All our moms deserve a bouquet of thanks for what they’ve taught us.
- The Whole World is Never Entirely Against You.
I was always a die-hard competitor and put my heart into every class. Equitation and medal classes were especially rough, because every aspect of my position and every detail of my performance were scrutinized by the judges. If I made an error that cost me a ribbon, or simply didn’t do as well as the other riders, I was crushed. Fortunately, I had a great Horse Show Mom. She’d give me time to recite every which way my jumping round met with misfortune. She’d stand back and let me rant about how I’d let my horse down, my trainer down and myself down. And then she’d get this look on her face, where she’d tilt her head to one side slightly as if she were sharing a deeply felt personal conviction, and say quietly to me, “Well, I thought your ride looked beautiful.”
- It’s Okay to be a Little Different.
While the other little girls in the neighborhood were playing with Barbie dolls I was playing with plastic horses. Other girls dressed like princesses on Halloween. My mom helped me make a jockey costume. Instead of pushing me to be more like the other girly-girls, my mom supported my horse-infused quirkiness. If I felt it was fashionably acceptable to wear cowboy boots to third grade, exposing my bare skinned knees below my knitted culottes, that was fine with her. Her unwavering support of my horsey lifestyle continued through my teenage years and into adulthood. Despite several broken hearts (from boyfriends who couldn’t accept the horses) and several broken bones (from horses that couldn’t accept me in the saddle), my mother never suggested that I give up riding and take up something more traditional, like tennis. Or less dangerous. Like knitting.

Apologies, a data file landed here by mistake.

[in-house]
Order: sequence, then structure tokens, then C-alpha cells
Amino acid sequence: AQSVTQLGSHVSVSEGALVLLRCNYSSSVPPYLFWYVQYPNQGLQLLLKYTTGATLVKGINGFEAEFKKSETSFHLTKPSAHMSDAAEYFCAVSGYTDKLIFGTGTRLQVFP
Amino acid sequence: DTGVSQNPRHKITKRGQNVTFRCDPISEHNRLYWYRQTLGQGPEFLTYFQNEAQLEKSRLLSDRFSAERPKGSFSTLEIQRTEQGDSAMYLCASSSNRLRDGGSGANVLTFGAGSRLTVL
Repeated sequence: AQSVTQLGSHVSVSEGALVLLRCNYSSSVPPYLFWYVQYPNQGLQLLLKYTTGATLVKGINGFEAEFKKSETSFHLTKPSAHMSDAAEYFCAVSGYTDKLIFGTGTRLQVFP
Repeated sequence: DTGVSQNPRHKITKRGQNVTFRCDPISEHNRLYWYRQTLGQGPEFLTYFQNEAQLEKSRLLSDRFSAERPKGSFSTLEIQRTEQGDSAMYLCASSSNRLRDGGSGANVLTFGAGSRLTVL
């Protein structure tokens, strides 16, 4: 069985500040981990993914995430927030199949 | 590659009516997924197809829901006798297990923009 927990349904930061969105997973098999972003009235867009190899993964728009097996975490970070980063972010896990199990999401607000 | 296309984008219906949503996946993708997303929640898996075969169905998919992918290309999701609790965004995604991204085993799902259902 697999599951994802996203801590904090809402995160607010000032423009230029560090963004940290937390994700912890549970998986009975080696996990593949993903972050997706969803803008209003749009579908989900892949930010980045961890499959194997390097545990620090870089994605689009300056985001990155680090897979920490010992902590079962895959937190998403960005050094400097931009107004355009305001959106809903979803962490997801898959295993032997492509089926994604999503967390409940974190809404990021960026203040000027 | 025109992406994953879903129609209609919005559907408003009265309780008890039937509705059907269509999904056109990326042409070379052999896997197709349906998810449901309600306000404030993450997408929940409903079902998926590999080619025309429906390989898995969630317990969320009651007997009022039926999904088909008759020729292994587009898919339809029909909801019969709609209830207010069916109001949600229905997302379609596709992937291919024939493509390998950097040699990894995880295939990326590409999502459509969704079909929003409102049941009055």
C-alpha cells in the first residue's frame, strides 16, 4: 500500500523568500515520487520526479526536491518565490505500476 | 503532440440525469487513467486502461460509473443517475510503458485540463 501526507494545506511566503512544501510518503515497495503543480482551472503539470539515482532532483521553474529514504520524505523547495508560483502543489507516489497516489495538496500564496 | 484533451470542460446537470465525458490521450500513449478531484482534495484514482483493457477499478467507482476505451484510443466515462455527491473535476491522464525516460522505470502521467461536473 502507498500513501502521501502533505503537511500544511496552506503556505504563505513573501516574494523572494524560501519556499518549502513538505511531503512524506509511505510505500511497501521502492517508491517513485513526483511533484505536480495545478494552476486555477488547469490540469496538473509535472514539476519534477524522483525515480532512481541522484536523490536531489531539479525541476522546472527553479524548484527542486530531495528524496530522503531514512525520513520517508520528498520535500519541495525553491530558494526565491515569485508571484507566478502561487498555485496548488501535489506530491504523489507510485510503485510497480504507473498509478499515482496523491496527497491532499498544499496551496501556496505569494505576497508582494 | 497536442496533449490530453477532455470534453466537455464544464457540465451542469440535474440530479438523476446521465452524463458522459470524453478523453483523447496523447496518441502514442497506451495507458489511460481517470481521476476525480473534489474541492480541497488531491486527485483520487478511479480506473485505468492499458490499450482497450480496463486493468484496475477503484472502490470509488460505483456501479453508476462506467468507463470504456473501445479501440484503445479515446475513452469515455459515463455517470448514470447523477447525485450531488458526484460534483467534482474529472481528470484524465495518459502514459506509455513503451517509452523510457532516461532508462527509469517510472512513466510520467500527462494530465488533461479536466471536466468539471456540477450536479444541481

- Love Exists Despite Imperfections.
My mom loves me despite my faults, and believe me, I have many. We could start with my lack of social skills and continue from there. But besides that, my mom—like yours, I’m sure—sees a sort of beauty in less than perfect qualities. For example, if we think our smile is crooked our moms say it’s “cute.” If we think our nose is bumpy our moms describe it as “having character.” This ability to look beyond obvious faults and still see beauty, and indeed feel love, is a lesson we take forward to our relationship with our horses. I doubt that any of us own or ride a horse that’s 100-percent conformationally correct, or one that performs flawlessly each time. Yet we love the beast regardless. We disregard the lop ears, the mismatched hooves, the uneven gaits and the silly idiosyncrasies and embrace, instead, our horse’s kind eye, their courageous heart, their friendly nicker and their deep soul. We acknowledge our horse’s shortcomings, but look beyond them to celebrate those traits which make them special. Our moms have taught us that. And maybe that’s the best lesson of all.
Happy Mother’s Day to all the moms out there: Human moms and horse moms!
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